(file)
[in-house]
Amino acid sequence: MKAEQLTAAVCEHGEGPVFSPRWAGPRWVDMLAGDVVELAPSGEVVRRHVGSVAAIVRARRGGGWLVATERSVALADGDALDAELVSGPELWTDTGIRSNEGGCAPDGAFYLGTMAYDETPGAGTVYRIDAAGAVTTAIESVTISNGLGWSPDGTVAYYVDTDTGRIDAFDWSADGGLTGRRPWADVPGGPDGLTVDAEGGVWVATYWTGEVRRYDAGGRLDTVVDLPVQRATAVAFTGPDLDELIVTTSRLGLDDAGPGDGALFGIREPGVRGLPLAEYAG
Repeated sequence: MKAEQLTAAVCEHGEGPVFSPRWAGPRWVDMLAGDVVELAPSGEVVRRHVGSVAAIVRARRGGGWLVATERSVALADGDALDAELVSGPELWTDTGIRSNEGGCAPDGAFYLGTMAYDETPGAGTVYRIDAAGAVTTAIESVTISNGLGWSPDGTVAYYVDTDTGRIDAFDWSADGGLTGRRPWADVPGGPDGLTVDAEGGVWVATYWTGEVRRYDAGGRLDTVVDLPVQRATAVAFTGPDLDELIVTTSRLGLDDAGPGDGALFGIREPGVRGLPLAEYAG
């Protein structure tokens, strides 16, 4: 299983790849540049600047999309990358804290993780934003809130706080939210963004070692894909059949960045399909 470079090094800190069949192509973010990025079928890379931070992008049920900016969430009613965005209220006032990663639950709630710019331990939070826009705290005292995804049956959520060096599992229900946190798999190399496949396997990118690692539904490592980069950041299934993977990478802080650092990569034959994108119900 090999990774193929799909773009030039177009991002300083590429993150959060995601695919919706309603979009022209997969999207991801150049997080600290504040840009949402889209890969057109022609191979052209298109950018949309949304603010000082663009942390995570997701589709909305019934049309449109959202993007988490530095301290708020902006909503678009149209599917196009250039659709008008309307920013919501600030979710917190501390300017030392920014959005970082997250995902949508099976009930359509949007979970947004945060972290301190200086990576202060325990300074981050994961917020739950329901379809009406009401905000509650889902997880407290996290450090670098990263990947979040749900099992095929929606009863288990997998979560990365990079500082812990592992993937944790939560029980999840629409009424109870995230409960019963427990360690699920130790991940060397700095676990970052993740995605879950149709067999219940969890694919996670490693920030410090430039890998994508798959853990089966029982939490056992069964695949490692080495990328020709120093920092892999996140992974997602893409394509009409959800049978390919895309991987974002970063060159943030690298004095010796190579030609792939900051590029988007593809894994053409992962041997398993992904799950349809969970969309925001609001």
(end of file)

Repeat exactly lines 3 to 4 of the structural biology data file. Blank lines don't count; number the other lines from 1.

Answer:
Repeated sequence: MKAEQLTAAVCEHGEGPVFSPRWAGPRWVDMLAGDVVELAPSGEVVRRHVGSVAAIVRARRGGGWLVATERSVALADGDALDAELVSGPELWTDTGIRSNEGGCAPDGAFYLGTMAYDETPGAGTVYRIDAAGAVTTAIESVTISNGLGWSPDGTVAYYVDTDTGRIDAFDWSADGGLTGRRPWADVPGGPDGLTVDAEGGVWVATYWTGEVRRYDAGGRLDTVVDLPVQRATAVAFTGPDLDELIVTTSRLGLDDAGPGDGALFGIREPGVRGLPLAEYAG
């Protein structure tokens, strides 16, 4: 299983790849540049600047999309990358804290993780934003809130706080939210963004070692894909059949960045399909 470079090094800190069949192509973010990025079928890379931070992008049920900016969430009613965005209220006032990663639950709630710019331990939070826009705290005292995804049956959520060096599992229900946190798999190399496949396997990118690692539904490592980069950041299934993977990478802080650092990569034959994108119900 090999990774193929799909773009030039177009991002300083590429993150959060995601695919919706309603979009022209997969999207991801150049997080600290504040840009949402889209890969057109022609191979052209298109950018949309949304603010000082663009942390995570997701589709909305019934049309449109959202993007988490530095301290708020902006909503678009149209599917196009250039659709008008309307920013919501600030979710917190501390300017030392920014959005970082997250995902949508099976009930359509949007979970947004945060972290301190200086990576202060325990300074981050994961917020739950329901379809009406009401905000509650889902997880407290996290450090670098990263990947979040749900099992095929929606009863288990997998979560990365990079500082812990592992993937944790939560029980999840629409009424109870995230409960019963427990360690699920130790991940060397700095676990970052993740995605879950149709067999219940969890694919996670490693920030410090430039890998994508798959853990089966029982939490056992069964695949490692080495990328020709120093920092892999996140992974997602893409394509009409959800049978390919895309991987974002970063060159943030690298004095010796190579030609792939900051590029988007593809894994053409992962041997398993992904799950349809969970969309925001609001």